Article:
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Lifestyle Changes to Manage Uterine (Endometrial) Cancer
by Debra Wood, RN
Lifestyle changes can be helpful in a variety of important ways:
Smoking is a known risk factor for many cancers. Although you may have already been diagnosed with cancer, it’s not too late to stop smoking. When you quit smoking, you reduce your risk of its many associated medical complications, which should improve your chances of withstanding the physical stresses of cancer and treatment. Also, since the immune system of smokers is generally less effective than non-smokers, by quitting you may be adding your immune system’s ability to join in the battle against cancer.
Ask your doctor about programs to help you stop smoking, such as group support, hypnosis, and alternative nicotine delivery systems.
Reduce Your Risk of Infection TOP
To decrease your risk of infection, avoid exposure to bacteria and viruses:
Follow a Nutritious Diet TOP
Eating a healthful diet may help you avoid other medical conditions linked to poor nutrition. Because cancer itself and some cancer treatment may have a dulling effect on your appetite, it’s important that you make the most of the calories you do take in. Strongly consider consulting a registered dietitian (RD) to help you learn more about the best kinds of foods for you to eat, and how to eat other, less healthful foods in moderation.
Participate in a Reasonable Level of Exercise TOP
If you have not been exercising regularly, check with your doctor to determine a safe exercise program under your current circumstances. Exercise has many benefits that may help you withstand the physical and emotional stresses of cancer and cancer treatment:
You may consider consulting a personal trainer to help you set exercise goals, and to safely follow through on initiating an exercise program.
While incorporating exercise, be sure to balance rest and activities to prevent becoming too tired.
Rest When Tired TOP
The treatments for cancer can add to the fatigue you already feel from fighting cancer. In fact, fatigue is the most frequently experienced symptom of cancer and cancer treatments. The fatigue you feel can range from "just feeling tired" to complete and utter exhaustion. Wherever in this range you fall, you may find your fatigue quite distressing and affecting your quality of life.
It is important to allow your body time to rest. This will help your body have the strength to heal itself. Studies have shown a relationship between fatigue and an increased morbidity of cancer and cancer treatments as a result of fatigue's adverse effect on appetite, diminished quality of life, and loss of hope.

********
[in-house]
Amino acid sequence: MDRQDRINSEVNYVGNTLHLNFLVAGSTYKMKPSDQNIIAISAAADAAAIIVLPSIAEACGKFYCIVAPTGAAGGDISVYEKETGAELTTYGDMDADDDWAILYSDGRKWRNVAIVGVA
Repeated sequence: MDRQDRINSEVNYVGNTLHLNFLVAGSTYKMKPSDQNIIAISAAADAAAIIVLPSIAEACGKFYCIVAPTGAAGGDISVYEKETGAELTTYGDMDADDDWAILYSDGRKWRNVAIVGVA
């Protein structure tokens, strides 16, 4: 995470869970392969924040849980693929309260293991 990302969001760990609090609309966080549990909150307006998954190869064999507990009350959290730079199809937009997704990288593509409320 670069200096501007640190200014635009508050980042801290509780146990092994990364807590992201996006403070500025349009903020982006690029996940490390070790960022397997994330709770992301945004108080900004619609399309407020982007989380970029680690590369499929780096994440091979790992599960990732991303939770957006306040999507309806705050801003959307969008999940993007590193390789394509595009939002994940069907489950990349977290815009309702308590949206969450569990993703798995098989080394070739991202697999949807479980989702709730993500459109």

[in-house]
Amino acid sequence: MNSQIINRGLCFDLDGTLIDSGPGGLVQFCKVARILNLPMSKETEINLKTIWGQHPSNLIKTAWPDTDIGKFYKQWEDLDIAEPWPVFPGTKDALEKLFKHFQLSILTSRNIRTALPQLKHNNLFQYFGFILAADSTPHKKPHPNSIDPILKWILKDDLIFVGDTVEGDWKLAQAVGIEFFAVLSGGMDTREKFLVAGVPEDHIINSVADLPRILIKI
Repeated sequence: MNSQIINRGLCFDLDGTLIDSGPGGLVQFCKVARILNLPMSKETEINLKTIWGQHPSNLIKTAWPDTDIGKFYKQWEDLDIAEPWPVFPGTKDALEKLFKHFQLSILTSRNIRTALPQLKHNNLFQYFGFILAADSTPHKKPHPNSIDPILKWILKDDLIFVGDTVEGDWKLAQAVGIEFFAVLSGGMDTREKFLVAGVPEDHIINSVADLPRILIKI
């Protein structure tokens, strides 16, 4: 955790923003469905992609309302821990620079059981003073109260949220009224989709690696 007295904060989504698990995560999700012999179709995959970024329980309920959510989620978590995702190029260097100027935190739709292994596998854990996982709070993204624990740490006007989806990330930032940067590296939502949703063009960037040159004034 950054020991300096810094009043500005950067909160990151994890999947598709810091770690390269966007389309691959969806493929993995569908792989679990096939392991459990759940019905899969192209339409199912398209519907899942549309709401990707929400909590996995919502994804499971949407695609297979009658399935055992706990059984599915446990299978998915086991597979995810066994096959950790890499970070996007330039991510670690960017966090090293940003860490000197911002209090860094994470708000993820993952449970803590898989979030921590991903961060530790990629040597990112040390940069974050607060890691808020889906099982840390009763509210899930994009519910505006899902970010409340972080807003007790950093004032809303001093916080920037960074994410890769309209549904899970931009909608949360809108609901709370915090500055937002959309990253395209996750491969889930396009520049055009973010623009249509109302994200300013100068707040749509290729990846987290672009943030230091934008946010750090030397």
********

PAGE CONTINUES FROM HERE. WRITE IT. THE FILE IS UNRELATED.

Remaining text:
To help you avoid getting overtired, try not to do too much. Prioritize the things you need to do, and focus on the most important ones. Also, allow others to help you with daily chores, shopping, and preparing meals. Plan times throughout the day when you can rest. And don't forget...get a good nights rest.
Seek Support TOP
The diagnosis of cancer is life-defining event that is difficult to handle for anyone. Facing the uncertainty of a serious disease, feeling anxious about how you will feel during treatment, and worrying about the impact of both the diagnosis and treatment on your plans and your family and friends, can take a devastating toll that no one should have to tackle on their own. Give yourself permission to call on any helpful resources, including the following:
People who allow themselves to seek support while they are recovering from cancer can often maintain better emotional equilibrium, which will help them face the challenges of cancer and its treatment.
When to Contact Your Doctor TOP
It’s important that you don’t make major lifestyle changes without consulting your doctor, and verifying that you are proceeding safely. You are already being physically and emotionally challenged by the presence of cancer and the rigors of treatment. You and your doctor need to work together to make wise lifestyle choices and implement them in the healthiest way possible. Your doctor can provide referrals to an RD, personal trainer, therapist, and support group.